Book Image

Level Up! The Guide to Great Video Game Design - Second Edition

By : Scott Rogers
Book Image

Level Up! The Guide to Great Video Game Design - Second Edition

By: Scott Rogers

Overview of this book

If you want to design and build cutting-edge video games but aren’t sure where to start, then the SECOND EDITION of the acclaimed Level Up! is for you! Written by leading video game expert Scott Rogers, who has designed the hits Pac Man World, Maximo and SpongeBob Squarepants, this updated edition provides clear and well-thought out examples that forgo theoretical gobbledygook with charmingly illustrated concepts and solutions based on years of professional experience. Level Up! 2nd Edition has been NEWLY EXPANDED to teach you how to develop marketable ideas, learn what perils and pitfalls await during a game’s pre-production, production and post-production stages, and provide even more creative ideas to serve as fuel for your own projects. Level Up! 2nd Edition includes all-new content, an introduction by David “God of War” Jaffe and even a brand-new chili recipe –making it an even more indispensable guide for video game designers both “in the field” and the classroom.
Table of Contents (54 chapters)
Free Chapter
1
Copyright Information
2
Publisher’s Acknowledgements
3
Foreword
6
Level 1’s Universal Truths and Clever Ideas
8
Level 2’s Universal Truths and Clever Ideas
10
Level 3’s Universal Truths and Clever Ideas
11
You Can Design a Game, but Can You Do the Paperwork?
13
Level 4’s Universal Truths and Clever Ideas
15
Level 5’s Universal Truths and Clever Ideas
17
Level 6’s Universal Truths and Clever Ideas
19
Level 7’s Universal Truths and Clever Ideas
21
Level 8’s Universal Truths and Clever Ideas
24
Level 9’s Universal Truths and Clever Ideas
26
Level 10’s Universal Truths and Clever Ideas
28
Level 11’s Universal Truths and Clever Ideas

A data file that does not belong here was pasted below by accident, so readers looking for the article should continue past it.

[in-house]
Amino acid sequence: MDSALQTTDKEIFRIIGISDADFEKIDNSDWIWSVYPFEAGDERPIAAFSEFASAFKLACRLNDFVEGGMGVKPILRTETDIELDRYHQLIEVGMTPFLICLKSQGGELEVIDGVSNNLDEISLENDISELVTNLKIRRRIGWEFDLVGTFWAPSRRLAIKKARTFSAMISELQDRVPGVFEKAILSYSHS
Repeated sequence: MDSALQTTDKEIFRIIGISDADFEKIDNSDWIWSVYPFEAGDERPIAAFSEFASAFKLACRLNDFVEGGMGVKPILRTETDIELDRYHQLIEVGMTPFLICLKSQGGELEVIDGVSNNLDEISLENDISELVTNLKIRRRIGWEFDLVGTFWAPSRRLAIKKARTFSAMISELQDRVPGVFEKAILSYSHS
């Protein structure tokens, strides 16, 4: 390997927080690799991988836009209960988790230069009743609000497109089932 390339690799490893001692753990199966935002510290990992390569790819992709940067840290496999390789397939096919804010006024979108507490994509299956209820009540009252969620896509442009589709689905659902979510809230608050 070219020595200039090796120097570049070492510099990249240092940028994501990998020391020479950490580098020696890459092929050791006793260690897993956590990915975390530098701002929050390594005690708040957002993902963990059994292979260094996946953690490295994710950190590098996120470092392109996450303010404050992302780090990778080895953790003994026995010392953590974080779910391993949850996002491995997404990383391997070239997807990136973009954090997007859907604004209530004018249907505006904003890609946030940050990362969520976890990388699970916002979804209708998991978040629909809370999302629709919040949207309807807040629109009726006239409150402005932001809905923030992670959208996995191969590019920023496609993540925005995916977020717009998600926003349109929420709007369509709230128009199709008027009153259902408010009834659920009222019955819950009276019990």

30
Level 12’s Universal Truths and Clever Ideas
32
Level 13’s Universal Truths and Clever Ideas
34
Level 14’s Universal Truths and Clever Ideas
36
Level 15’s Universal Truths and Clever Ideas
38
Level 16’s Universal Truths and Clever Ideas
40
Level 17’s Universal Truths and Clever Ideas
42
Level 18’s Universal Truths and Clever Ideas
43
Continue?
44
The One-Sheet Sample
47
The Medium-Sized List of Story Genres
48
Game Genres
49
The Big List of Environments1
50
Mechanics and Hazards
51
Enemy Design Template
52
Boss Design Template

Dodging the Bullet

Combining a dodge with an attack, bullet time was first introduced in the 1999 movie The Matrix. Video game developers immediately fell in love with the visual of the player character leaping through the air, avoiding bad guys’ bullets while blasting away with his own slow-motion projectiles. Max Payne (Remedy Entertainment, 2001) was the first game to use bullet time, and it’s been a staple of 3-D person action games ever since. It doesn’t matter if you call it Reaction Time (Mirror’s Edge), Reflex (FEAR), DeadEye (Red Dead Redemption), or Tequila Time (John Woo’s Stranglehold); here are a few tips when designing bullet time for your games:

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  • Let the player know it’s started. Flash the screen with an effect, dial down the color saturation, play a distinctive “activation” sound effect—any clue to let the player know he’s entered this hyper-reality state.
  • Outnumber the player. Bullet time works best...